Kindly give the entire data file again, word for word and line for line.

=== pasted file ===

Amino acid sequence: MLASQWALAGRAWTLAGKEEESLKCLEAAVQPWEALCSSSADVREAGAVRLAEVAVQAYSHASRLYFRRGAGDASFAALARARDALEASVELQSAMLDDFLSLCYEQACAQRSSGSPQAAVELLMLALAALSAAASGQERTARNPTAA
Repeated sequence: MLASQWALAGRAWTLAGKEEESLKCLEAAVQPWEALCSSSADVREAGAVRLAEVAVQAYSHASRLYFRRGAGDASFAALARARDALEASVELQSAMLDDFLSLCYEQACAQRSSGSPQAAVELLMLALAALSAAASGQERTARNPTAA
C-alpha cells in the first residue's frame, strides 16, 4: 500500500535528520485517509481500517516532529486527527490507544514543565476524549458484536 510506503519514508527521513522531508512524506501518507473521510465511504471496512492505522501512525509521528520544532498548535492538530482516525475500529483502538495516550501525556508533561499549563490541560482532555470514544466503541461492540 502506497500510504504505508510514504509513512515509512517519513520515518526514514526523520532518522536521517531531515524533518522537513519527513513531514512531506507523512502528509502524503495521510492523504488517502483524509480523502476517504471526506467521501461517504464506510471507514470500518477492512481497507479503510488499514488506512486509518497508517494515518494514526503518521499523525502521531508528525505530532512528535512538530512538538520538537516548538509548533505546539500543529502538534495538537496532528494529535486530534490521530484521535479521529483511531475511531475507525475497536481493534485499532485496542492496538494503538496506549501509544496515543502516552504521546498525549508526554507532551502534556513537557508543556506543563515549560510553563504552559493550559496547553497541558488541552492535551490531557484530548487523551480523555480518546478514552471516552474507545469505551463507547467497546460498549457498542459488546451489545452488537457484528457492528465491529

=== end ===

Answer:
Amino acid sequence: MLASQWALAGRAWTLAGKEEESLKCLEAAVQPWEALCSSSADVREAGAVRLAEVAVQAYSHASRLYFRRGAGDASFAALARARDALEASVELQSAMLDDFLSLCYEQACAQRSSGSPQAAVELLMLALAALSAAASGQERTARNPTAA
Repeated sequence: MLASQWALAGRAWTLAGKEEESLKCLEAAVQPWEALCSSSADVREAGAVRLAEVAVQAYSHASRLYFRRGAGDASFAALARARDALEASVELQSAMLDDFLSLCYEQACAQRSSGSPQAAVELLMLALAALSAAASGQERTARNPTAA
C-alpha cells in the first residue's frame, strides 16, 4: 500500500535528520485517509481500517516532529486527527490507544514543565476524549458484536 510506503519514508527521513522531508512524506501518507473521510465511504471496512492505522501512525509521528520544532498548535492538530482516525475500529483502538495516550501525556508533561499549563490541560482532555470514544466503541461492540 502506497500510504504505508510514504509513512515509512517519513520515518526514514526523520532518522536521517531531515524533518522537513519527513513531514512531506507523512502528509502524503495521510492523504488517502483524509480523502476517504471526506467521501461517504464506510471507514470500518477492512481497507479503510488499514488506512486509518497508517494515518494514526503518521499523525502521531508528525505530532512528535512538530512538538520538537516548538509548533505546539500543529502538534495538537496532528494529535486530534490521530484521535479521529483511531475511531475507525475497536481493534485499532485496542492496538494503538496506549501509544496515543502516552504521546498525549508526554507532551502534556513537557508543556506543563515549560510553563504552559493550559496547553497541558488541552492535551490531557484530548487523551480523555480518546478514552471516552474507545469505551463507547467497546460498549457498542459488546451489545452488537457484528457492528465491529